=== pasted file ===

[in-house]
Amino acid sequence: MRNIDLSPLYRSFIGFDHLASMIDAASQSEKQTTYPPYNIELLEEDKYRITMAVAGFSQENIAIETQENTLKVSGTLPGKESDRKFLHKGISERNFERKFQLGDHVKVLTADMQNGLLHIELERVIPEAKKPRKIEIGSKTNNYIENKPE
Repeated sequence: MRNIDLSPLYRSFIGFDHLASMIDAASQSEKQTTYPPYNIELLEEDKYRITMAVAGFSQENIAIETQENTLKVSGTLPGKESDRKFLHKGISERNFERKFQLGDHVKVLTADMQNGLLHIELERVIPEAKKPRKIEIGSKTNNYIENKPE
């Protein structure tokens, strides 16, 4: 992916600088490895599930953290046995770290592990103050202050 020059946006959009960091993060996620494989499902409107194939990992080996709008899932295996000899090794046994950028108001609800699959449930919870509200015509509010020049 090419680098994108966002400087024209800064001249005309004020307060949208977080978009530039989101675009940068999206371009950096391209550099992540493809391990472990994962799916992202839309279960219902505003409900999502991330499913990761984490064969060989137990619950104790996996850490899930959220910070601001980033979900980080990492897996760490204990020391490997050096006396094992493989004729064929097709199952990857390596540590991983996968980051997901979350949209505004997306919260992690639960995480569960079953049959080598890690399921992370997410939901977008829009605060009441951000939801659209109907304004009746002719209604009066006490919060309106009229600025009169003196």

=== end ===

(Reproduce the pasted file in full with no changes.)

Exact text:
[in-house]
Amino acid sequence: MRNIDLSPLYRSFIGFDHLASMIDAASQSEKQTTYPPYNIELLEEDKYRITMAVAGFSQENIAIETQENTLKVSGTLPGKESDRKFLHKGISERNFERKFQLGDHVKVLTADMQNGLLHIELERVIPEAKKPRKIEIGSKTNNYIENKPE
Repeated sequence: MRNIDLSPLYRSFIGFDHLASMIDAASQSEKQTTYPPYNIELLEEDKYRITMAVAGFSQENIAIETQENTLKVSGTLPGKESDRKFLHKGISERNFERKFQLGDHVKVLTADMQNGLLHIELERVIPEAKKPRKIEIGSKTNNYIENKPE
């Protein structure tokens, strides 16, 4: 992916600088490895599930953290046995770290592990103050202050 020059946006959009960091993060996620494989499902409107194939990992080996709008899932295996000899090794046994950028108001609800699959449930919870509200015509509010020049 090419680098994108966002400087024209800064001249005309004020307060949208977080978009530039989101675009940068999206371009950096391209550099992540493809391990472990994962799916992202839309279960219902505003409900999502991330499913990761984490064969060989137990619950104790996996850490899930959220910070601001980033979900980080990492897996760490204990020391490997050096006396094992493989004729064929097709199952990857390596540590991983996968980051997901979350949209505004997306919260992690639960995480569960079953049959080598890690399921992370997410939901977008829009605060009441951000939801659209109907304004009746002719209604009066006490919060309106009229600025009169003196």